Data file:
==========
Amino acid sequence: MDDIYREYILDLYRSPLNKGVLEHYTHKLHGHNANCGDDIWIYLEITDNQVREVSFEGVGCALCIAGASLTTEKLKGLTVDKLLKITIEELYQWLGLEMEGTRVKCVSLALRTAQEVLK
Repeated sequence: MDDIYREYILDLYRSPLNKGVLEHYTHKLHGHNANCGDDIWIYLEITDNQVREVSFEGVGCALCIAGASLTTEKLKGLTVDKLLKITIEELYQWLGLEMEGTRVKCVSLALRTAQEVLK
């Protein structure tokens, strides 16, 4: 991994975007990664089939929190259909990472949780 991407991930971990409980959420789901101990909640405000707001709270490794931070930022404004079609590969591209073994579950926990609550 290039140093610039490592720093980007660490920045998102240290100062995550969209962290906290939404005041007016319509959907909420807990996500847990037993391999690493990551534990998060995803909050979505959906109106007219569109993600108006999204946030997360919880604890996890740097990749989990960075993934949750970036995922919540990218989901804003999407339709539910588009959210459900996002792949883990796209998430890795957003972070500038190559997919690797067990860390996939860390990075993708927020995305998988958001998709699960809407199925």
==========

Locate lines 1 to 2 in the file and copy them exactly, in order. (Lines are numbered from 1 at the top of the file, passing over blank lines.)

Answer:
Amino acid sequence: MDDIYREYILDLYRSPLNKGVLEHYTHKLHGHNANCGDDIWIYLEITDNQVREVSFEGVGCALCIAGASLTTEKLKGLTVDKLLKITIEELYQWLGLEMEGTRVKCVSLALRTAQEVLK
Repeated sequence: MDDIYREYILDLYRSPLNKGVLEHYTHKLHGHNANCGDDIWIYLEITDNQVREVSFEGVGCALCIAGASLTTEKLKGLTVDKLLKITIEELYQWLGLEMEGTRVKCVSLALRTAQEVLK